It was not a shadowy ambush with a suicide attacker or a remote-controlled bomb, but a brazen assault with mortars, rocket-propelled grenades and blazing guns on the newly established military outpost in the Sangin district of Helmand province, 110 kilometres from Kandahar City.

Pte. Robert Costall, 22, of Thunder Bay, Ont., died Wednesday in fighting off the attack, becoming the first Canadian soldier killed in Afghanistan in the kind of head-to-head combat that is more the forte of western armies than Taliban militants, who have often used guerrilla tactics. (external - login to view)

where Canadian troops fought possibly their deadliest battle in more than 30 years.

I think anyone that knows Canadian military history would disagree. In the Battle of the Medak Pocket in Croatia, September 1993, the 2nd Battalion Princess Patricia's Canadian Light Infantry held off an entire Croatian Mechanized Brigade (2,500 troops with tanks and artillery). The battle raged off and on for the better part of 2 days, with one 15 hour fire fight being so intense that the entire sky was light like it was day. The end result of Medak was:

0 Canadians Killed in Action
4 Canadians Wounded in Action

127 Croatians Killed in Action
100 Croatians Wounded in Action
5 Croatians Taken Prisoner

For their actions at Medak the 2nd Battalion received the Commander-in-Chief Unit Commendation from the Governor General of Canada.

As a side note:

The 2nd Battalion PPCLI received a similar citation from the U.S. President during the Korean War for their gallant stand at the Battle of Kapyong alongside Australian and New Zealanders against a Chinese Infantry Division numbering over 11,000 men

End Result of Kapyong:

31 Australians Killed in Action
59 Australians Wounded in Action
3 Australians Captured

10 Canadians Killed in Action
23 Canadians Wounded in Action

2 New Zealanders Killed in Action
5 New Zealanders Wounded in Action

1371 Chinese Killed in Action (confirmed post-war by China)
500+ Wounded (number unknown for sure as Allied Forces were forced to withdrawl on day 3 and China has no exact record)
wow you guys sure are good at killing
just wondering if there are any government tables suggesting what the proper kill ratios are for our troops? for example: I Canadian soldier =10 enemy . And, if so, are we meeting the minimum requirements?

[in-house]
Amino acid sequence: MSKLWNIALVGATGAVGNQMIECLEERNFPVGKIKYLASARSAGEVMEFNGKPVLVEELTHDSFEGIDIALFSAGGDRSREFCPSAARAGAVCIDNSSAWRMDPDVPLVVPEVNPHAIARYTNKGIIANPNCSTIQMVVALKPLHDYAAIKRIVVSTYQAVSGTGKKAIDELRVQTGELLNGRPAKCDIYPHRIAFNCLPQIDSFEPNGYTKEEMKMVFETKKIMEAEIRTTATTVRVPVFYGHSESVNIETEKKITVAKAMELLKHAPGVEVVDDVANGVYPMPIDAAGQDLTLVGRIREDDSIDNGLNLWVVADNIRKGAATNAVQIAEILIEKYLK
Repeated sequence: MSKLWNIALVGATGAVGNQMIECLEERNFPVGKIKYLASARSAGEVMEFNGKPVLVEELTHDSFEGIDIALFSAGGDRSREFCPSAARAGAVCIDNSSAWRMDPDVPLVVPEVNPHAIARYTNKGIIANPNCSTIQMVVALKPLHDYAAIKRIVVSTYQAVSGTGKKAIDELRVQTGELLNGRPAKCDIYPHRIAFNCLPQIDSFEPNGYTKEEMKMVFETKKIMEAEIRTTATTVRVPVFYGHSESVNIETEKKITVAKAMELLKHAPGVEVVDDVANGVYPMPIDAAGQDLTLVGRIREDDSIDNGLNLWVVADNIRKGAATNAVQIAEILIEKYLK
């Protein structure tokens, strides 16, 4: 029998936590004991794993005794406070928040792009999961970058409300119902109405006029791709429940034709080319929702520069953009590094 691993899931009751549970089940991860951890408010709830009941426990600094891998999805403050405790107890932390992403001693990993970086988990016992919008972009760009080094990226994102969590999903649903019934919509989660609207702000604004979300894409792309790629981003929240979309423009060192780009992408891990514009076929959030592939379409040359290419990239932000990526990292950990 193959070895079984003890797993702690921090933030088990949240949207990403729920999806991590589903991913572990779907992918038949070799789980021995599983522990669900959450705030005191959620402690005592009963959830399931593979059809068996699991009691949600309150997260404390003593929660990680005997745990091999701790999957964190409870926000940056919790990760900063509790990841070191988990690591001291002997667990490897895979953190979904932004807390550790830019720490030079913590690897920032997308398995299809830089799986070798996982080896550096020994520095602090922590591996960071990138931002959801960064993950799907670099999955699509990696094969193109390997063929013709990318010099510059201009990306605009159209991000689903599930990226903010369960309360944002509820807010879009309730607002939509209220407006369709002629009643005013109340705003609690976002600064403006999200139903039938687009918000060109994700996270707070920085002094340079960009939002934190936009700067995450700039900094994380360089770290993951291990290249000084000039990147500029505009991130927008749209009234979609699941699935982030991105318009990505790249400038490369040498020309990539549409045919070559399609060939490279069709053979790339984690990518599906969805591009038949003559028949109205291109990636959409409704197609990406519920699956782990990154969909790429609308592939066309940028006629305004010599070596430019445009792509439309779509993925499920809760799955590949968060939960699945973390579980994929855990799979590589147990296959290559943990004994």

I highly doubt there is any official documentation vis-a-vis "acceptable kill rations". I myself find 1 Canadian death to be tragic in the greater sense. However I accept that casualties will happen, it's a part of warfare. I'm sure the Canadian Government has a rough idea as to what they deem acceptable, or perhaps more along the lines of sustainability. If every time a group of Canadians left the camp we saw 50 or 60 killed, I highly doubt we'd deem that acceptable, and definitely not sustainable.

Now as for meeting the requirements. Since 2001, 11 Canadian soldiers have been killed while in Afghanistan. That isn't a lot considering in past conflicts Canada has taken substantially more than that number in a few hours, i.e. Dieppe where we lost 907 men KIA in less than 12 hours. It becomes even less significant when one considers the fact that 3 of those killed were in vehicle accidents and another 4 were due to friendly fire by the United States. That leaves 4 of the 11 killed as a direct result of enemy action. While i'm not saying the deaths of the other 7 don't count, i'm merely pointing out that in the case of 3, their vehicle accidents could have occured back here in Canada. As for the 4 friendly fire victims, a similar situation could have occured in Canada as well. When people work with explosives and live ordnance, accidents happen.

Bottom line. I myself don't think there is anything called an "acceptable loss ratio", because to me, 1 of my fellow countrymen coming home in a pine box doesn't sit well with me.
I have to agree with Mogz on this one.